Have and Show Direction

Having and showing direction is like providing a roadmap to a destination. As a leader and manager, your task is to establish the desired goal (the destination) and the objectives that must be accomplished along a timeline to reach that state. You identify the direction the organization needs to follow based on data, insight, and analysis. Your direction moves the organization where it needs to be to remain viable and successful.

Delegate the tactics employed to those more closely associated with task execution to reach your objectives. Your roadmap of goals and objectives must be clearly articulated and provide context that allows your employees to move independently toward your mutually agreed upon destination.

A key component of having and showing direction involves establishing performance boundaries in terms of time, cost, and risk management. It’s your job to generate excitement to motivate those executing the roadmap. John Reh, in his article “How to Provide Directions to Your Team Members” provides seven communication practices to help you effectively communicate tasks and guidance to your employees:

7 Positive Communication Practices for Offering Task Directions (from https://www.thebalance.com/how-to-provide-directions-to-your-team-members)

  1. Always provide context for the task to be completed. People do their best work when they understand the importance of the task to the larger operation. When you take the time to explain the business importance of the task you are requesting to be completed, you are teaching and you are showing respect for the individual you asking to complete the work.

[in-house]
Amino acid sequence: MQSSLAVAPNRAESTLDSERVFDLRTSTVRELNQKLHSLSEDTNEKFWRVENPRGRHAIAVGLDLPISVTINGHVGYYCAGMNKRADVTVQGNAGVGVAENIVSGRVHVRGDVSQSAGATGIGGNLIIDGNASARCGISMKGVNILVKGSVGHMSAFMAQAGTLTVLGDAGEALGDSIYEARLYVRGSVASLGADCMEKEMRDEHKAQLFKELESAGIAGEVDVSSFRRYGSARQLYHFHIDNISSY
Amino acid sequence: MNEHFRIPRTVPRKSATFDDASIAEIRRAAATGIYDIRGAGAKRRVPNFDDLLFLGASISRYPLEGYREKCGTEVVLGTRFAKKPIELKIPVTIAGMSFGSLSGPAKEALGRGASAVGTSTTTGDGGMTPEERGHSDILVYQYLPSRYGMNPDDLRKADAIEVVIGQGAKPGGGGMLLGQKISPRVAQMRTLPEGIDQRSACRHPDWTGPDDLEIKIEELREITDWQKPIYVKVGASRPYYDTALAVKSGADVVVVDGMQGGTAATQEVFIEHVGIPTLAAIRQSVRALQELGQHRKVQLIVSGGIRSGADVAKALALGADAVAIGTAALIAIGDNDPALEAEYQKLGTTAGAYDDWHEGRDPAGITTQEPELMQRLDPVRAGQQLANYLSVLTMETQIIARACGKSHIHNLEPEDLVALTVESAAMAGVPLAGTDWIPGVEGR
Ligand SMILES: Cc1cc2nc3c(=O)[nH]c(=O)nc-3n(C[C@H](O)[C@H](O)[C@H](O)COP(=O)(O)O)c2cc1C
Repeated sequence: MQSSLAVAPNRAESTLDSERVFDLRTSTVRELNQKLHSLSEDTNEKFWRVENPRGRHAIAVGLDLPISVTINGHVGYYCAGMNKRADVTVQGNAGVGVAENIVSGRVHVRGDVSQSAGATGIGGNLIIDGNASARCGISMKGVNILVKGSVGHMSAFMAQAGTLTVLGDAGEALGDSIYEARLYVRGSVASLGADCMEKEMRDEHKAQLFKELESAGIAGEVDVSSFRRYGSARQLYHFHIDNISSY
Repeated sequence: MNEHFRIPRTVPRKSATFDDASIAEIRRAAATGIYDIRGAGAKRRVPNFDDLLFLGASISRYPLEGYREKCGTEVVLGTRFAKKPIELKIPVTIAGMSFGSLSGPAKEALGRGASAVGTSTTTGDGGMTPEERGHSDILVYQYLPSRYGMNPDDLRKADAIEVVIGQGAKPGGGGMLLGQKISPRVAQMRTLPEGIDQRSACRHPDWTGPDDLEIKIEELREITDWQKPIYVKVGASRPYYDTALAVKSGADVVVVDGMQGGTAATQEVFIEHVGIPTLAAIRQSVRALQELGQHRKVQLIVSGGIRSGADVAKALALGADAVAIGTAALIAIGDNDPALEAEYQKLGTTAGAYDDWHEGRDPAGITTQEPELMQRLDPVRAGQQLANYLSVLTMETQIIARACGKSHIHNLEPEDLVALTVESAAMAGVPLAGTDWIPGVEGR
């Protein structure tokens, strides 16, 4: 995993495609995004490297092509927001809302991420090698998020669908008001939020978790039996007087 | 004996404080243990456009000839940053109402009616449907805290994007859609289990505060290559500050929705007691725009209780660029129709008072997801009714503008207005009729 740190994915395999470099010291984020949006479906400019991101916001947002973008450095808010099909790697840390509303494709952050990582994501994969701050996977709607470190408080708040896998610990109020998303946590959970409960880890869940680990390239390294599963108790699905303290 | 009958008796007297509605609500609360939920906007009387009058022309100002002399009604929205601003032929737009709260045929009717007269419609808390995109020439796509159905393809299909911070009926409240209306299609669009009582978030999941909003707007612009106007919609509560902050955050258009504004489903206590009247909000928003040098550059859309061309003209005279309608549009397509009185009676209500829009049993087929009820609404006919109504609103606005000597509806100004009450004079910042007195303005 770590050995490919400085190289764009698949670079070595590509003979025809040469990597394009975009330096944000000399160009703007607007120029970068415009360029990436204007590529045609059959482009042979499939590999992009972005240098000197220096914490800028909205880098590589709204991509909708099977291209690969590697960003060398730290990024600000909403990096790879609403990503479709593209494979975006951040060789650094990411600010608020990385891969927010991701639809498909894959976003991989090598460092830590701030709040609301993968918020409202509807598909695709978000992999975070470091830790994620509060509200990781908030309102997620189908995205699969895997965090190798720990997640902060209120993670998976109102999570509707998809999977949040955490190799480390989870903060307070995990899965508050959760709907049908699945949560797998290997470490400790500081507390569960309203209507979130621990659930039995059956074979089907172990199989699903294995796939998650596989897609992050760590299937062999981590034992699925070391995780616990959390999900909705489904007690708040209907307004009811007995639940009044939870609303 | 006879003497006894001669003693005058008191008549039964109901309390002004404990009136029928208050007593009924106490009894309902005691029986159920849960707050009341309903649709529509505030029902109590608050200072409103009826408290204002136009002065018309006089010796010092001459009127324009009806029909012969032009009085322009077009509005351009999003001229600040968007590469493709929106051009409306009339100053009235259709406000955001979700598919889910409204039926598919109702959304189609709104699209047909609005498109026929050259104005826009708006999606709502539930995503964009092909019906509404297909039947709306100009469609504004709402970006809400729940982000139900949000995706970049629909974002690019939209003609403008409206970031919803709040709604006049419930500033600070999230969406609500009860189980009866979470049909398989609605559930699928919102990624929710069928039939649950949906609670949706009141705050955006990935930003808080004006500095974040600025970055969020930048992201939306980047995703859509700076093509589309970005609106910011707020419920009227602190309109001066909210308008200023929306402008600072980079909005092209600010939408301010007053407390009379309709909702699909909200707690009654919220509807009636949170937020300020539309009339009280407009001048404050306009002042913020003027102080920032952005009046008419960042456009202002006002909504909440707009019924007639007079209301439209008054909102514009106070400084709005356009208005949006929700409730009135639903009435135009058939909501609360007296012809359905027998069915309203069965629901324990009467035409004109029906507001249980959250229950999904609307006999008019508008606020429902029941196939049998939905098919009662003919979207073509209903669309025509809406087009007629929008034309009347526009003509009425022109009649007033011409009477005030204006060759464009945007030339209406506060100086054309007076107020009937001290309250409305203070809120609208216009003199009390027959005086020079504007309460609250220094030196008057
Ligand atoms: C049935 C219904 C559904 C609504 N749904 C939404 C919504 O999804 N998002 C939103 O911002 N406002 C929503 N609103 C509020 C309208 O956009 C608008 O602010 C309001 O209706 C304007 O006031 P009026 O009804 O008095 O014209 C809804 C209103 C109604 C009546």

2. Be specific, outlining when the task must be completed and sharing any quality standards.
  3. Ask respectfully versus issuing a stern command. Choose a respectful tone of voice, polite words and deliver the message with the appropriate volume. Contrast: “Hey, you need to go unload that truck,” said in a stern tone to, “John, the shipment on that truck is needed on the production line. Would you please help out and unload the truck before noon?” There is little doubt the latter approach would be perceived as positive and the former as negative.
  4. Offer the individual being asked to complete the task the opportunity to ask clarifying questions. This step helps strengthen communication between the employee and supervisor and improves the probability of a successful outcome. The employee has the opportunity to confirm that he or she truly understands what is being asked of them.
  5. Resist the urge to oversee or micromanage the employee’s completion of the requested task. Part of learning to give directions effectively is learning to trust the individuals you are asking for help.
  6. Offer appropriate thanks and positive feedback for jobs completed properly.
  7. Offer clear, behavioral, focused feedback for any tasks that are completed improperly.



What makes a great leader? Management theorist Simon Sinek suggests, it’s someone who makes their employees feel secure, who draws staffers into a circle of trust. But creating trust and safety — especially in an uneven economy — means taking on big responsibility.


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